Power BI Blog: Anomaly Detection
31 December 2020
Welcome back to this week’s edition of the Power BI blog series. This week, Jonathan Liau looks at one of Power BI’s new features: Anomaly Detection.
Last month (at time of writing, November 2020) Power BI released a new preview feature called Anomaly detection. We mentioned it briefly in our News section, in an article called Power BI Anomaly Detection in Preview.
By anomalies, we mean irregularities in our data. For example:
Before you can use this feature, you will need the latest version of Power BI. Navigate to the File tab on the Ribbon, then to the ‘Options and settings’ option, and select the ‘Options’ button:
We will then have to enable this option in the ‘Preview features’ section of the Options menu.
Note, you will have to restart Power BI after enabling this option.
Moving on to our example, we have the following visual:
With the visual highlighted, navigate to the Analytics option in the Visualizations panel.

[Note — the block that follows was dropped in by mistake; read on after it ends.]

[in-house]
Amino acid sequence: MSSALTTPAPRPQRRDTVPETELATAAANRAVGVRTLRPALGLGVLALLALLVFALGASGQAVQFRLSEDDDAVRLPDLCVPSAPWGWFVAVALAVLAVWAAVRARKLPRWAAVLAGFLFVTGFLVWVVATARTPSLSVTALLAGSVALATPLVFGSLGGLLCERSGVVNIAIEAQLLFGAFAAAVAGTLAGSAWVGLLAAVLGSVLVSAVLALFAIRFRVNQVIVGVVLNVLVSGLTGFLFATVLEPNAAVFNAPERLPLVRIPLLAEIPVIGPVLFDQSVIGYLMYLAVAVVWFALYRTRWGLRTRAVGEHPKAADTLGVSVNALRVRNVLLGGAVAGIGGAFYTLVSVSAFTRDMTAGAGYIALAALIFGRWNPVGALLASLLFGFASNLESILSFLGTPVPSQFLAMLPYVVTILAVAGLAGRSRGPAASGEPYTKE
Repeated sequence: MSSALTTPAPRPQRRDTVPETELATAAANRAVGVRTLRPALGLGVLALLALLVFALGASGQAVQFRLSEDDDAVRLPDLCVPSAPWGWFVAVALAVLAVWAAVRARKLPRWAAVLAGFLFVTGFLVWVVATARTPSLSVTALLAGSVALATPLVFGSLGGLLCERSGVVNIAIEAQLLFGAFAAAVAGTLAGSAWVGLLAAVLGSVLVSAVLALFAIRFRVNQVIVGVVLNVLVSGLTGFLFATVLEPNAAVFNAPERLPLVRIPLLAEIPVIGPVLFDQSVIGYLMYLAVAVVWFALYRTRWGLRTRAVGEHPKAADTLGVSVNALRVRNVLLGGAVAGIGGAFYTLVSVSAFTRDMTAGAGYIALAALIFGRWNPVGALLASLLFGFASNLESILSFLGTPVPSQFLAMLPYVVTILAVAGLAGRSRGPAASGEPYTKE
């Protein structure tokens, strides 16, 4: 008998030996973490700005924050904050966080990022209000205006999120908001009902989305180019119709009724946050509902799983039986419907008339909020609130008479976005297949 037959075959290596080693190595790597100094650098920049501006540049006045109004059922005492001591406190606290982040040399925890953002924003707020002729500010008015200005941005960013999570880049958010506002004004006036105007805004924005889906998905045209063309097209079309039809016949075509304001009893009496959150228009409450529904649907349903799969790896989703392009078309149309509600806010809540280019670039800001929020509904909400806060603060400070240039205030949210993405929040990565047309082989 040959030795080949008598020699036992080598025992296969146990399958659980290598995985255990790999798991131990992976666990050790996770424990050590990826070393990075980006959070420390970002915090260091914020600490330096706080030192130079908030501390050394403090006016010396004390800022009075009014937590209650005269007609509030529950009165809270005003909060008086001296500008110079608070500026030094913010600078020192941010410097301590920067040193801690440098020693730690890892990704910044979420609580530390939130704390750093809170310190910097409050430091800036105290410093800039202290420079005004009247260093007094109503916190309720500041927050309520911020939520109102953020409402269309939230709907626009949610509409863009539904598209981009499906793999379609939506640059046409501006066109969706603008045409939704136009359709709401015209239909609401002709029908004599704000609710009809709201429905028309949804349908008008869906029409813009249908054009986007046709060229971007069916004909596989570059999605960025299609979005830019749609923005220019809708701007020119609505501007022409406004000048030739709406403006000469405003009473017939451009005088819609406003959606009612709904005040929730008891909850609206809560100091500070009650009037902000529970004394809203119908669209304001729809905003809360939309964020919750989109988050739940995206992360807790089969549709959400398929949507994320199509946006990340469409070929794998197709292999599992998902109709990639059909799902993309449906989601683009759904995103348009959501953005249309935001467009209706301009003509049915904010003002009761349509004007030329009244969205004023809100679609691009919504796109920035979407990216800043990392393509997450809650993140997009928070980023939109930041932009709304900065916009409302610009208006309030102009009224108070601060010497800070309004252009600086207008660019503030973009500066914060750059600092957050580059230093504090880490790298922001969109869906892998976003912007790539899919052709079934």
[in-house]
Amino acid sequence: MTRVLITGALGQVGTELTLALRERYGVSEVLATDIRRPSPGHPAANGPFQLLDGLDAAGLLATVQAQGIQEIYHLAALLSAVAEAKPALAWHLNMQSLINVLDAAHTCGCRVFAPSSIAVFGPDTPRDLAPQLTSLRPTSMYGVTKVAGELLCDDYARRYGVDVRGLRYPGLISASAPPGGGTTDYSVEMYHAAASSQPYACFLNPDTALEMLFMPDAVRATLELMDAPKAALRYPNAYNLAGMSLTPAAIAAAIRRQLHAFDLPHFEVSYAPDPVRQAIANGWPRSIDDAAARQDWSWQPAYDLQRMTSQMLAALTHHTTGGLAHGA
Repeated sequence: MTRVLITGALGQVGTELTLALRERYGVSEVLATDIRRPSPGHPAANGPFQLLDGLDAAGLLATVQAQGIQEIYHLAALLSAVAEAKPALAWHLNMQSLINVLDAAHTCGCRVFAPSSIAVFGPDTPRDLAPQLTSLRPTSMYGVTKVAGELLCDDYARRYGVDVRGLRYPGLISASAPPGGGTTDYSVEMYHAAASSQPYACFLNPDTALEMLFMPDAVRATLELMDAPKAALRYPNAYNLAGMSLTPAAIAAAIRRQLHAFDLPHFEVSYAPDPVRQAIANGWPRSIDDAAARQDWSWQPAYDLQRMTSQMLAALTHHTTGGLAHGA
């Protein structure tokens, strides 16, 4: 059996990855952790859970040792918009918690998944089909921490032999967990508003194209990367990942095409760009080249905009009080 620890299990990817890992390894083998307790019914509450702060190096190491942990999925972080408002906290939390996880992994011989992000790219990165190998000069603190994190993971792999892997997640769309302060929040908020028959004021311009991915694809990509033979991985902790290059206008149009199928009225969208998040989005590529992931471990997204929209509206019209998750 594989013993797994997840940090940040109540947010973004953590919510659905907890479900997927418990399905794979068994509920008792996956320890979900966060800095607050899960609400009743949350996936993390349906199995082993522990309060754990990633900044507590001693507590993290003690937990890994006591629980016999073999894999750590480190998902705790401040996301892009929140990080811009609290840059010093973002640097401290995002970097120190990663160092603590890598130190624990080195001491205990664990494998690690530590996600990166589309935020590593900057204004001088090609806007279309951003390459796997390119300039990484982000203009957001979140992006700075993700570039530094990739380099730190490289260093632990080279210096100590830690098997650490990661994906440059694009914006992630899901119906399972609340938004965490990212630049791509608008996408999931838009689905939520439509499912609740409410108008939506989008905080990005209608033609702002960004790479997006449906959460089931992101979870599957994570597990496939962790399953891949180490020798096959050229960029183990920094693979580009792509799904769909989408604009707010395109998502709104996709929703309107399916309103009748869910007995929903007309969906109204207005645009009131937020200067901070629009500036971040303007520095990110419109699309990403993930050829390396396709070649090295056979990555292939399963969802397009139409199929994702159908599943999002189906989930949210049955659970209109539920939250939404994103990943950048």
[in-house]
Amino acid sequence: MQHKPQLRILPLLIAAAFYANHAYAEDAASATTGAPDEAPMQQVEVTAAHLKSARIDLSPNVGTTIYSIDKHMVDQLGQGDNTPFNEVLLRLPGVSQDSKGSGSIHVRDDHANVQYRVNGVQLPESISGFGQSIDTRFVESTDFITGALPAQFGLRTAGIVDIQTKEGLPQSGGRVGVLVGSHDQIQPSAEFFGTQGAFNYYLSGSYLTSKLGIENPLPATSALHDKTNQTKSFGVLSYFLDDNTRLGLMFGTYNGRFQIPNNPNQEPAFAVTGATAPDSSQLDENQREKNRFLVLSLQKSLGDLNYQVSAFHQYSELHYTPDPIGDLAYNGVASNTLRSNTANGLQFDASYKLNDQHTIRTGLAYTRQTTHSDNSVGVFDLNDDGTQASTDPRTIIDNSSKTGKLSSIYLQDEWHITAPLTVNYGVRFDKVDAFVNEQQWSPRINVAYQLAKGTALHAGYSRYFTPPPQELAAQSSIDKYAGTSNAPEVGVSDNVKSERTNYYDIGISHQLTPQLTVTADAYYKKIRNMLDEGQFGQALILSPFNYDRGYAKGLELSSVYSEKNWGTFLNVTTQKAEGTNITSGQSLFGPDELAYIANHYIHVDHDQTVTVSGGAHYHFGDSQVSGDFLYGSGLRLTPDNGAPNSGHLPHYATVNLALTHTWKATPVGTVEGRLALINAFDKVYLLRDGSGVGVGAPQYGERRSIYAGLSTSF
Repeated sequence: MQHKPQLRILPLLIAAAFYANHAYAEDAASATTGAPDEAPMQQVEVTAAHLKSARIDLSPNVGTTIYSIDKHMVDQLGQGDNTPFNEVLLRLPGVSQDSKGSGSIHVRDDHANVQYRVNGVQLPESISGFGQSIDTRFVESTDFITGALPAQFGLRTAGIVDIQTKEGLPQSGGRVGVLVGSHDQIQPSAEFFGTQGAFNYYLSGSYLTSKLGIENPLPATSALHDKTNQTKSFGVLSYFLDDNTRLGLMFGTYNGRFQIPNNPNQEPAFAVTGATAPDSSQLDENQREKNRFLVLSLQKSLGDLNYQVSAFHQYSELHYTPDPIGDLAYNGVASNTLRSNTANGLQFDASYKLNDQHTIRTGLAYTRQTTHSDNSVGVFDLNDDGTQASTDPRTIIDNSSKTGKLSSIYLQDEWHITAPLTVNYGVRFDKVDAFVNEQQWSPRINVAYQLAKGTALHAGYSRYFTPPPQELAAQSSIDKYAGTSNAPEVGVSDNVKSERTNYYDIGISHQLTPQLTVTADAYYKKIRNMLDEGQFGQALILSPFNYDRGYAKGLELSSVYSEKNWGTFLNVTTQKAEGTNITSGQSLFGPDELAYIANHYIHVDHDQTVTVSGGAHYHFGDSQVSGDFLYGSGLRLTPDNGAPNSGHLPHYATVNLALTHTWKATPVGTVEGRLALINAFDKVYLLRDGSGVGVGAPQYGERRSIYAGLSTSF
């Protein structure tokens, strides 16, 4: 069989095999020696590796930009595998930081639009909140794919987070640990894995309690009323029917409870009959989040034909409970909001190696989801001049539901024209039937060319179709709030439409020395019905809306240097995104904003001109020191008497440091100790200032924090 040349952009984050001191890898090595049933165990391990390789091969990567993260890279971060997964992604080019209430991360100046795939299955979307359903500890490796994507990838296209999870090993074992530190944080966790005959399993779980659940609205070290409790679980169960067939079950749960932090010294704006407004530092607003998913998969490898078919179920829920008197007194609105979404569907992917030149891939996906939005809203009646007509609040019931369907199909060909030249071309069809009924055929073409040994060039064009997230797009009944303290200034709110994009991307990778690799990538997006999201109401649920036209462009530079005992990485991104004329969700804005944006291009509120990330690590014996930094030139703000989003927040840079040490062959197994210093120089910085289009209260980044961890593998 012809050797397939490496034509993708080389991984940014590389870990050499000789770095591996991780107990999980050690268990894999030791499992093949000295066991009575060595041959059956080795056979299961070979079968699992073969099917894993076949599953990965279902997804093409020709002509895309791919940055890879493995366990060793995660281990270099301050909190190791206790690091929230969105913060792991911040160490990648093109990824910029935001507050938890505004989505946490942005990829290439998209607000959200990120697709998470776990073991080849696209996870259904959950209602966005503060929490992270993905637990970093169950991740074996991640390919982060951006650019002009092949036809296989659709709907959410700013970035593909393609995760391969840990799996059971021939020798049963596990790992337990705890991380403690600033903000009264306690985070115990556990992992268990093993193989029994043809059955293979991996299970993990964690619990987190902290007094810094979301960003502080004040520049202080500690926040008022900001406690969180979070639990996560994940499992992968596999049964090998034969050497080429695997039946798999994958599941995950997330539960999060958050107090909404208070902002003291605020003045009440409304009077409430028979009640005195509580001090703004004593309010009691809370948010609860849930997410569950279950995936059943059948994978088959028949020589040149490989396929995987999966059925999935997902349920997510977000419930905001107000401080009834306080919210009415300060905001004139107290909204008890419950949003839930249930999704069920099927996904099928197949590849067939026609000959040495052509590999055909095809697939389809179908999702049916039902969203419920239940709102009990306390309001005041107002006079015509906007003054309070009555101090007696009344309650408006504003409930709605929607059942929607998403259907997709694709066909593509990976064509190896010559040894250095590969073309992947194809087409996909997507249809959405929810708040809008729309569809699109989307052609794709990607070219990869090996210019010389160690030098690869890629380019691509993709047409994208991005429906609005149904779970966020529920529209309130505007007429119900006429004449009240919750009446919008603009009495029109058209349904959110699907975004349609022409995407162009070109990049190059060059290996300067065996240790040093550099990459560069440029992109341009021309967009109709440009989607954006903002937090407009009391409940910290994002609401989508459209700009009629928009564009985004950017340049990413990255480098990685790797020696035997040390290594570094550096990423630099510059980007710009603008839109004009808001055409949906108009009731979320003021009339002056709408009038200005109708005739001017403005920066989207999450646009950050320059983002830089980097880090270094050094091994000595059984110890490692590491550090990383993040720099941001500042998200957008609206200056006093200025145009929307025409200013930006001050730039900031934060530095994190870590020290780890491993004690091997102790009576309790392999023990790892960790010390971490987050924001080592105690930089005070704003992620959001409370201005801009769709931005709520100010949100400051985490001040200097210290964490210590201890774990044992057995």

Scroll down to the ‘Find anomalies’ option, then click on ‘+Add’. Power BI then uses its built in artificial intelligence (AI) to detect anomalies in your data. This feature also allows us to adjust the sensitivity.
Changing the sensitivity to a lower number will reduce the threshold for anomalies to be highlighted.
Moving down, we can also change the ‘Anomaly shape’, the size, and / or the colour of the anomaly. We may also change the format of the expected range.
To add a cherry on top of the cake, we can also home in on an anomaly, and Power BI will attempt to find ‘Possible explanations’ for it. Click on an anomaly to bring up the Anomalies side panel and Power BI will populate the panel with possible explanations:
Therefore, according to our data, it seems like males generally bought a lot less than usual, based upon this data point.
That’s it for this week, come back next week for more on Power BI!